New Regulatory Framework for Digital Asset Token Offering Introduced in Philippines
The Philippines has introduced a new set of rules governing Digital Asset Token Offering (DATO)
The Philippines has introduced a new set of rules governing Digital Asset Token Offering (DATO), according to a press release published by the Asia Blockchain and Crypto Association (ABACA) on Feb. 4.
The new regulations released by the country’s Cagayan Economic Zone Authority (CEZA) are reportedly designed to regulate the cryptocurrency industry and protect investors, affecting such issues as the acquisition of crypto assets, including utility and security tokens. The CEZA thus becomes the main regulator, while the ABACA has been designated as a self-regulatory organization (SRO) to enforce the new framework.
Per the release, all DATOs must have proper offering documents with details on the issuer and project and accompanying advice and certification of experts. Tokens must be listed on the licensed Offshore Virtual Currency Exchange (OVCE).
The rules are divided into tiers, wherein tier one involves investments and assets not exceeding $5 million made in digital tokens; tier two covers the $6–$10 million range, and tier three pertains to investments and assets exceeding $10 million.
CEZA administrator and Chief Executive Officer Raul Lambino reportedly commented on the newly introduced framework:
"It is our goal to provide a clear set of rules and guidelines that will foster innovation yet ensure proper compliance by actors in the ecosystem. It is our hope that these set of regulatory innovations will take the digital asset sector one step closer to adoption and acceptance by institutions and the traditional financial system."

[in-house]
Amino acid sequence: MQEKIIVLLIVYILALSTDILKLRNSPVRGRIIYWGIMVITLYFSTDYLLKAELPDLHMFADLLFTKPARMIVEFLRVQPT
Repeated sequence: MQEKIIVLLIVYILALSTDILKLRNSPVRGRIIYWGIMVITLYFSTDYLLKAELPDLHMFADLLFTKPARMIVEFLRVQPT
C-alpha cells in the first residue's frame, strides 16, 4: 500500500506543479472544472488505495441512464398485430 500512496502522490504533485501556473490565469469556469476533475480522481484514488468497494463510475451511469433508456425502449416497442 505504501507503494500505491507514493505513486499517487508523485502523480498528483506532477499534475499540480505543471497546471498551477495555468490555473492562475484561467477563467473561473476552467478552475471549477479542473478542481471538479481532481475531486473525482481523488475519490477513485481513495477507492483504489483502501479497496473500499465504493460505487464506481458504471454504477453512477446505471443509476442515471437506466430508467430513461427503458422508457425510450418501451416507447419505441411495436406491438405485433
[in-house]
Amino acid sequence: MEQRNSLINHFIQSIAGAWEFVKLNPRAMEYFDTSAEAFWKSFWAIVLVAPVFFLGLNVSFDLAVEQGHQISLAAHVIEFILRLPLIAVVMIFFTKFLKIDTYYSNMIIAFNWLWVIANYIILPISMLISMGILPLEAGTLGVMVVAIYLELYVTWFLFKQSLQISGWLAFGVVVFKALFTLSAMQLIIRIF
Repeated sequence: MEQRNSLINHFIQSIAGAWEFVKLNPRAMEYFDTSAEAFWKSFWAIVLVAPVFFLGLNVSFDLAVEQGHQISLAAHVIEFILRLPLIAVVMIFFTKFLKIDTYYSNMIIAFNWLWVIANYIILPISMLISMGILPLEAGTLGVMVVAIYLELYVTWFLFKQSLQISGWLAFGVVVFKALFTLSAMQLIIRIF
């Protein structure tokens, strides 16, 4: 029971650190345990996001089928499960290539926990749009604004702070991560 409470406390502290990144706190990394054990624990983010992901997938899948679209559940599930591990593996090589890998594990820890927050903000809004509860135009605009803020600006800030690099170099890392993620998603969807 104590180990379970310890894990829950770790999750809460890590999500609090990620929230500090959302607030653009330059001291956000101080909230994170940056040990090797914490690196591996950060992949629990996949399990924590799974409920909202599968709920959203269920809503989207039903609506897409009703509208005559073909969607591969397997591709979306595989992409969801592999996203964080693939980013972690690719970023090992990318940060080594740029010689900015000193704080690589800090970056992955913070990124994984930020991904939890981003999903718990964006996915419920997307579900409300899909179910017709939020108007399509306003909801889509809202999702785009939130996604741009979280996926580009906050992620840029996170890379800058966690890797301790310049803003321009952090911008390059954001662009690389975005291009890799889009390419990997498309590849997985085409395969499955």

Though the release does not mention the initial coin offering (ICO) regulation the Philippines major financial watchdog Securities and Exchange Commission (PSEC) has been talking about for a while, the new rules could represent a step in that direction.
The PSEC initially issued a set of draft rules for regulating ICOs for public review in August 2018. The agency then stipulated that any company registered in the Philippines looking to run an ICO, or any ICO selling tokens to Filipinos, must submit an “initial assessment request” to the Commission to determine whether or not their token is security.
In September 2018, the PSEC announced it was due to unveil the draft regulation for cryptocurrencies by the middle of the month, also revealing that it had been working in tandem with the central bank, the Bangko Sentral ng Pilipinas, in order to establish a “cooperative oversight.”
However, in the beginning of 2019, the PSEC claimed it is not ready to issue final ICO regulation, attributing the delay of the release to a request by different stakeholders for further time to look at the draft ICO rules.
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